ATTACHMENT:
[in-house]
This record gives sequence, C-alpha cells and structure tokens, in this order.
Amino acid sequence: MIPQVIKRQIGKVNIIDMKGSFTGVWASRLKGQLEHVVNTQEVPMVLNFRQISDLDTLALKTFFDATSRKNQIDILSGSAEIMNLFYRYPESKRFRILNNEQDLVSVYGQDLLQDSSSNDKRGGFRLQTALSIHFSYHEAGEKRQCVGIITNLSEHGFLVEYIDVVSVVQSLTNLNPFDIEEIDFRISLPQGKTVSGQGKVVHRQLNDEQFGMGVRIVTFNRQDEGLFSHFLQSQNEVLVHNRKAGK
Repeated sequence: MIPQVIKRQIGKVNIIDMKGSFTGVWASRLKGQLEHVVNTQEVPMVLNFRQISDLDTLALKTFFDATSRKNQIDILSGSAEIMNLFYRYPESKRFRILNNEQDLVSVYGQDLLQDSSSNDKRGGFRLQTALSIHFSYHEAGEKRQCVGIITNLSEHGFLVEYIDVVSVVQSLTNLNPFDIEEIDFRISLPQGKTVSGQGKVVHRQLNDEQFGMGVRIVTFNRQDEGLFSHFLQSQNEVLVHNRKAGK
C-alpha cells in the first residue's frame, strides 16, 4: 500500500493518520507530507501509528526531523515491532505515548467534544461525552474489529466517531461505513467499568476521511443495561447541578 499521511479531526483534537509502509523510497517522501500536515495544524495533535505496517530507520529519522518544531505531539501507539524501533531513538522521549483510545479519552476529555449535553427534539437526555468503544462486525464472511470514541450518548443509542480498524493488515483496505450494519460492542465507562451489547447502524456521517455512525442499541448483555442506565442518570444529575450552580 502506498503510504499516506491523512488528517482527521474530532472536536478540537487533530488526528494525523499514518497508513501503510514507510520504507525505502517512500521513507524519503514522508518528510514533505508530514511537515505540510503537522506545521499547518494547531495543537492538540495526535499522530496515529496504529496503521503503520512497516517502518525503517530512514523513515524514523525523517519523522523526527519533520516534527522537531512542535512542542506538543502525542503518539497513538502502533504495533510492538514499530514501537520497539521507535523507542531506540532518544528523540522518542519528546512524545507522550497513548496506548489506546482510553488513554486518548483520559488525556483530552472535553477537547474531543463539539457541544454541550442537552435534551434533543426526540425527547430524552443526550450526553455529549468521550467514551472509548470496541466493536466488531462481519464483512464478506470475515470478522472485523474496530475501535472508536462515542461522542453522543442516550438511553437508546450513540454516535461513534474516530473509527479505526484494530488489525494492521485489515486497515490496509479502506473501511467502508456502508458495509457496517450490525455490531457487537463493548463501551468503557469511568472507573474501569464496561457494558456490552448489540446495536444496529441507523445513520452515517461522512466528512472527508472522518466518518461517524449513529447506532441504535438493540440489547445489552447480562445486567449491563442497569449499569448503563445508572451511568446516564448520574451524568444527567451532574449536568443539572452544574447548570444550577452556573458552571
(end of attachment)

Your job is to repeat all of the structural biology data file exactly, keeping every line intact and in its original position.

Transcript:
[in-house]
This record gives sequence, C-alpha cells and structure tokens, in this order.
Amino acid sequence: MIPQVIKRQIGKVNIIDMKGSFTGVWASRLKGQLEHVVNTQEVPMVLNFRQISDLDTLALKTFFDATSRKNQIDILSGSAEIMNLFYRYPESKRFRILNNEQDLVSVYGQDLLQDSSSNDKRGGFRLQTALSIHFSYHEAGEKRQCVGIITNLSEHGFLVEYIDVVSVVQSLTNLNPFDIEEIDFRISLPQGKTVSGQGKVVHRQLNDEQFGMGVRIVTFNRQDEGLFSHFLQSQNEVLVHNRKAGK
Repeated sequence: MIPQVIKRQIGKVNIIDMKGSFTGVWASRLKGQLEHVVNTQEVPMVLNFRQISDLDTLALKTFFDATSRKNQIDILSGSAEIMNLFYRYPESKRFRILNNEQDLVSVYGQDLLQDSSSNDKRGGFRLQTALSIHFSYHEAGEKRQCVGIITNLSEHGFLVEYIDVVSVVQSLTNLNPFDIEEIDFRISLPQGKTVSGQGKVVHRQLNDEQFGMGVRIVTFNRQDEGLFSHFLQSQNEVLVHNRKAGK
C-alpha cells in the first residue's frame, strides 16, 4: 500500500493518520507530507501509528526531523515491532505515548467534544461525552474489529466517531461505513467499568476521511443495561447541578 499521511479531526483534537509502509523510497517522501500536515495544524495533535505496517530507520529519522518544531505531539501507539524501533531513538522521549483510545479519552476529555449535553427534539437526555468503544462486525464472511470514541450518548443509542480498524493488515483496505450494519460492542465507562451489547447502524456521517455512525442499541448483555442506565442518570444529575450552580 502506498503510504499516506491523512488528517482527521474530532472536536478540537487533530488526528494525523499514518497508513501503510514507510520504507525505502517512500521513507524519503514522508518528510514533505508530514511537515505540510503537522506545521499547518494547531495543537492538540495526535499522530496515529496504529496503521503503520512497516517502518525503517530512514523513515524514523525523517519523522523526527519533520516534527522537531512542535512542542506538543502525542503518539497513538502502533504495533510492538514499530514501537520497539521507535523507542531506540532518544528523540522518542519528546512524545507522550497513548496506548489506546482510553488513554486518548483520559488525556483530552472535553477537547474531543463539539457541544454541550442537552435534551434533543426526540425527547430524552443526550450526553455529549468521550467514551472509548470496541466493536466488531462481519464483512464478506470475515470478522472485523474496530475501535472508536462515542461522542453522543442516550438511553437508546450513540454516535461513534474516530473509527479505526484494530488489525494492521485489515486497515490496509479502506473501511467502508456502508458495509457496517450490525455490531457487537463493548463501551468503557469511568472507573474501569464496561457494558456490552448489540446495536444496529441507523445513520452515517461522512466528512472527508472522518466518518461517524449513529447506532441504535438493540440489547445489552447480562445486567449491563442497569449499569448503563445508572451511568446516564448520574451524568444527567451532574449536568443539572452544574447548570444550577452556573458552571